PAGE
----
I thought to finish off my recent spate of posts on Mountain marathons I’d talk about what sort of outdoor gear is best. Most competitions provide a required gear list from which teams must carry everything. I’ve tried to briefly cover everything commonly found on these lists but they do vary.
A good quality top, with either long or short sleeves is all that is needed. Make sure that the top is made of a high quality material with good wicking properties. If you’re running hard you’re not likely to be cold, but will get sweaty.
Many people prefer to run in shorts rather than trousers but the things to look for are the same in both, they should be ultralight and dry quickly, otherwise just choose what you feel comfortable in.
When choosing a sleeping bag for a mountain marathon there are 2 main considerations weight and size. For this a good quality down sleeping bag is probably the best option. I’d recommend the Criterion Quantum 200 Sleeping Bag weighing in at 495g and packing down to a tiny 11 x 11 x 25 cm.
This is something that while not required I strongly advise bringing, the amount of difference a carry mat can make to getting a great nights sleep is unbelievable. Go for the cheapest and lightest you can find, the problem here will likely be bulk and not weight.
The size of the rucksack you need really depends on how much ultralight gear you have, the more bulky gear you have the bigger a bag you need. If you’ve got a compact tent and sleeping bag 25L should be roomy, if on the other hand your using less specialised gear you’ll need something closer to 30L.
When looking for a lightweight jacket for a endurance running I’m not too concerned about fancy features, all I want is something light that will keep the rain out and be easy to run in.
Many events require you to carry a pair of waterproof trousers in your kit. although I’m not sure how many people actually use them. I’d recommend going for a cheap light pair that are comfortable to run in.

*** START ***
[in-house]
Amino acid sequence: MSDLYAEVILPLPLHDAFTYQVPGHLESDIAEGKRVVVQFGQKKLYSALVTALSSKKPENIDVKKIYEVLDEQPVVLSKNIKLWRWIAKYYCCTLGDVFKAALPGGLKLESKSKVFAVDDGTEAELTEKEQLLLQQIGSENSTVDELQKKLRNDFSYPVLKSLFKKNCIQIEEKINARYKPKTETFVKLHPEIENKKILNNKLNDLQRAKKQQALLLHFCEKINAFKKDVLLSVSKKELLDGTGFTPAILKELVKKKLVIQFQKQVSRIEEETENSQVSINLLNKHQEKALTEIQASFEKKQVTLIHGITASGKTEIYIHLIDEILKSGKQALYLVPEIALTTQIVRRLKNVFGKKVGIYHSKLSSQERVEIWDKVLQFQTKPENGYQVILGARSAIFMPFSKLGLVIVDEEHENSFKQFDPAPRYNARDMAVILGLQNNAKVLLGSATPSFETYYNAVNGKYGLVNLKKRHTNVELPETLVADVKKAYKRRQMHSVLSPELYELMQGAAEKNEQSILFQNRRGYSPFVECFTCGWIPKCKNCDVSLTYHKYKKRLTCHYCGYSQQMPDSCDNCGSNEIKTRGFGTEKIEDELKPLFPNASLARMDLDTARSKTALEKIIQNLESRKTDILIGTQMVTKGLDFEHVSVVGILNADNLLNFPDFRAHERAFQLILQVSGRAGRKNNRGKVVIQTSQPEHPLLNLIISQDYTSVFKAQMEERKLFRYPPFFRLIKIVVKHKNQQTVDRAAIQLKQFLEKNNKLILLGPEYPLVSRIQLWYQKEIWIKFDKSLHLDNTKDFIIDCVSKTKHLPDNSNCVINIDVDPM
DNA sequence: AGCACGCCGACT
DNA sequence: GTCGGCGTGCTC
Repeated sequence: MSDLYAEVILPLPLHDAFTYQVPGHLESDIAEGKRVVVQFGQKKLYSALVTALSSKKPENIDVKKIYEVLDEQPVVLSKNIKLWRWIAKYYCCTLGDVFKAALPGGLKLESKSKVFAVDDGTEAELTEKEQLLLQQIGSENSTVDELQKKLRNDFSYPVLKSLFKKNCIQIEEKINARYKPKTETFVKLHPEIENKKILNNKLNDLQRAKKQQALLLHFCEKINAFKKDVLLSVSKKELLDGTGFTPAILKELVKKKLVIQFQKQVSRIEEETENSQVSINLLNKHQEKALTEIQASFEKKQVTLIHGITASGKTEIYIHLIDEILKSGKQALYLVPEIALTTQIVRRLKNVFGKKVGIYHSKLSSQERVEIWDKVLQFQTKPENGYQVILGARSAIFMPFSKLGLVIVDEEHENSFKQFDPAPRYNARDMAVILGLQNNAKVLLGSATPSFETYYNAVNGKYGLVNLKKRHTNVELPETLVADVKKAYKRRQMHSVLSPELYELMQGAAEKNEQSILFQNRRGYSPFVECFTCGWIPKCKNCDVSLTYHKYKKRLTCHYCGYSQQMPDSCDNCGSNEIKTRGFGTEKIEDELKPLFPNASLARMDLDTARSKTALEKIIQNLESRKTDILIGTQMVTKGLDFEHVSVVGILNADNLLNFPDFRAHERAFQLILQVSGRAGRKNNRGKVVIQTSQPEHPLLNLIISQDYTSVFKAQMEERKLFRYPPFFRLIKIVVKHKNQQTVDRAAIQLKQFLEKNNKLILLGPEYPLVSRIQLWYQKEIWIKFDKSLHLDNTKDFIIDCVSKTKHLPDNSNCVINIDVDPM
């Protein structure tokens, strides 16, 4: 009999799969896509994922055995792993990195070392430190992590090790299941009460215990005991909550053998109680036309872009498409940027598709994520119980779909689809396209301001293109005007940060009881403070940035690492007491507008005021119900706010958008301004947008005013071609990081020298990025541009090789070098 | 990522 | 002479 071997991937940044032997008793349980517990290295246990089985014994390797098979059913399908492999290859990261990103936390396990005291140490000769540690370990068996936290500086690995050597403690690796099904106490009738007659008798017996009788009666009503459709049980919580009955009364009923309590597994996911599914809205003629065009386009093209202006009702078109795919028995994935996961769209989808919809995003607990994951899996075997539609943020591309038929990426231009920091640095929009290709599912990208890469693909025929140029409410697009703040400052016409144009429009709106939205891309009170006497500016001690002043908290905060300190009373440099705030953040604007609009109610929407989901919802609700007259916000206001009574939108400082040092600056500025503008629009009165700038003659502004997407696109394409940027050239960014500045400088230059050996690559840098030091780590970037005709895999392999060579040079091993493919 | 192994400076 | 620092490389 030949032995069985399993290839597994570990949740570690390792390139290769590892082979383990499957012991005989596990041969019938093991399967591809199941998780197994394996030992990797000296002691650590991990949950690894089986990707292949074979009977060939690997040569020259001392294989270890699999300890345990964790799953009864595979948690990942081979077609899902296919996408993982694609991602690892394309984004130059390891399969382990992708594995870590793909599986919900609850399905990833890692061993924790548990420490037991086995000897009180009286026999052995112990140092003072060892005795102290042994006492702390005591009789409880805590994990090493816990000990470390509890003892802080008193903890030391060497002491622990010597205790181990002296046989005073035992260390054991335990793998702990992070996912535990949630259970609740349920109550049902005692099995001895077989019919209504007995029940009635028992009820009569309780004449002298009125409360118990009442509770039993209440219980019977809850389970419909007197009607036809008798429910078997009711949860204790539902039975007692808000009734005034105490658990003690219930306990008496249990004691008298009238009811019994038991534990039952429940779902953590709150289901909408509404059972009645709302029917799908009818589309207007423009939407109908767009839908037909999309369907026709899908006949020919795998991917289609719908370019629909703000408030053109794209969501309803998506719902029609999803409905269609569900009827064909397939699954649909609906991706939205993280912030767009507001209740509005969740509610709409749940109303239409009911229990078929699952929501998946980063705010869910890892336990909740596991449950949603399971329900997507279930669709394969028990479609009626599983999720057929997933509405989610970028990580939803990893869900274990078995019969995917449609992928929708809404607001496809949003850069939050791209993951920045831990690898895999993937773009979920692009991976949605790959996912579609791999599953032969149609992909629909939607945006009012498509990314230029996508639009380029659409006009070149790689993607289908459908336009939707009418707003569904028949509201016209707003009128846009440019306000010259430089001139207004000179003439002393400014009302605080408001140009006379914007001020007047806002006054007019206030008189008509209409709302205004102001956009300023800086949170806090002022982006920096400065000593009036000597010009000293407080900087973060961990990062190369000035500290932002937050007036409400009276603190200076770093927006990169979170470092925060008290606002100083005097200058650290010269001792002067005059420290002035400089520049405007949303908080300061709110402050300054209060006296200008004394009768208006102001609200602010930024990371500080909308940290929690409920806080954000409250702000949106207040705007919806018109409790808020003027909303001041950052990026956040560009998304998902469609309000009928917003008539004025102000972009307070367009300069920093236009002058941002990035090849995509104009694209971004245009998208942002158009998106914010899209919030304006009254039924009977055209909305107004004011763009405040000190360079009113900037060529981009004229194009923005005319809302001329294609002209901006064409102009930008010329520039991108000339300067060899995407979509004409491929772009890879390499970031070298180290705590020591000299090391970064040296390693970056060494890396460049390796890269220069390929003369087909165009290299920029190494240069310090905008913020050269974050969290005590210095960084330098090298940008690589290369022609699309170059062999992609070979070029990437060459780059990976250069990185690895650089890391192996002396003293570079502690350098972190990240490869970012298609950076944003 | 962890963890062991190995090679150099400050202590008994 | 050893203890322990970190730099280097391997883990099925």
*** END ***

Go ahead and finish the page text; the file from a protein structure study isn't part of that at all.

Most of the time you won’t need to do any night navigation so all you want is a nice lightweight torch for getting around camp and cooking. I’d recommend the Petzl Tikka Plus or the Petzl Zipka Head Torch. However you might want to consider carrying one more powerful torch in your team in case you need to do some night navigation.
A good pair of lightweight running shoes is vital to help protect your feet and ankles as well as giving good grip. There are plenty of good shoes to go for and a lot of it comes down to personal preference but I like Inov8 Mudclaw “O” 330 Fell Running Shoes. The other important thing to consider is a good pair of socks, ideally you want a thin and light pair which keep you warm.
Drinking plenty of liquids is always important especially during an endurance race but water is heavy so consider all your options carefully. Some people like to use a hydration system, and while these allow constant access to your water they can be slow to fill as well as leading you to carrying more water than you need. remember 1 litre of water weighs 1kg. The other option is to go with a smaller bottle and either run holding it or stash it away somewhere that you can have quick access to it.
Again being lightweight is the key and tents are one place a team can save a lot of weight. I personally feel that it’s worth the small bit of extra weight to get a tent with 2 layers as there is nothing worse than having to compete the next day after a bad nights sleep. One of the best lightweight tents is the Terra Nova Laser Competition a single hoop design with a weight of 0.94 kg.
Going with a cheap light gas stove is probably the best bet here the MSR Pocket Rocket Stove is great value for money and incredibly lightweight. When it comes to pans I tend not bother with a “proper” pan and just use a tinfoil Chinese takeaway container folded up as its only for one night and only going to be used to boil water.
What else can I say, worth carrying in case you get into trouble.
Pencil and Paper
Just bring a small cut down pencil along with a sheet of paper folded up, this can be useful if the electronic markers fail and you need to record the numbers for waypoints manually, a few competitions require you to bring one.
This again comes down to personal preference but something small and lightweight like the Field 7 (Silva) is ideal.
A cheap light bivvy bag is all you really need here.
First Aid Kit
Most competitions will stipulate what you need to have in your kit so I just bring what’s required all sealed inside a plastic bag, you may however want to add some blister plasters to the kit if you’re worried about your feet.
The main thing to remember is to keep things lightweight. Don’t be afraid to modify gear either. For example with a carry mat cut off any excess and bring only what you need.
We are still offering 10% off you’re next purchase if you send in a review of an item of gear we stock so why not tell us how you’ve got on with gear in marathons in the past and you can save some money off your next bit of ultralight gear.